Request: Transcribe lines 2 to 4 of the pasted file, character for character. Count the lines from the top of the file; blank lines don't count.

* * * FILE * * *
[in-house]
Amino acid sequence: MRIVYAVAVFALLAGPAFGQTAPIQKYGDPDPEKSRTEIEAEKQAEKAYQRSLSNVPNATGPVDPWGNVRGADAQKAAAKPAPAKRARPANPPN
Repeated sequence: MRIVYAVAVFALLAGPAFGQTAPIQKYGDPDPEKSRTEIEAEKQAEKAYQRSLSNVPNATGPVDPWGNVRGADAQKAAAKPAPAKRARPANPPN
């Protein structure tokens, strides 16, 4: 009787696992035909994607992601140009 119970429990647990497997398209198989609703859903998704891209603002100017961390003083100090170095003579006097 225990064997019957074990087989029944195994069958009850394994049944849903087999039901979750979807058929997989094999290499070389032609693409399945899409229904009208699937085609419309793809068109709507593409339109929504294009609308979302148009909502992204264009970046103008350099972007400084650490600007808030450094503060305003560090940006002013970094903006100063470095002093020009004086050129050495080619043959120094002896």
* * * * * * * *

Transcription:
Amino acid sequence: MRIVYAVAVFALLAGPAFGQTAPIQKYGDPDPEKSRTEIEAEKQAEKAYQRSLSNVPNATGPVDPWGNVRGADAQKAAAKPAPAKRARPANPPN
Repeated sequence: MRIVYAVAVFALLAGPAFGQTAPIQKYGDPDPEKSRTEIEAEKQAEKAYQRSLSNVPNATGPVDPWGNVRGADAQKAAAKPAPAKRARPANPPN
């Protein structure tokens, strides 16, 4: 009787696992035909994607992601140009 119970429990647990497997398209198989609703859903998704891209603002100017961390003083100090170095003579006097 225990064997019957074990087989029944195994069958009850394994049944849903087999039901979750979807058929997989094999290499070389032609693409399945899409229904009208699937085609419309793809068109709507593409339109929504294009609308979302148009909502992204264009970046103008350099972007400084650490600007808030450094503060305003560090940006002013970094903006100063470095002093020009004086050129050495080619043959120094002896």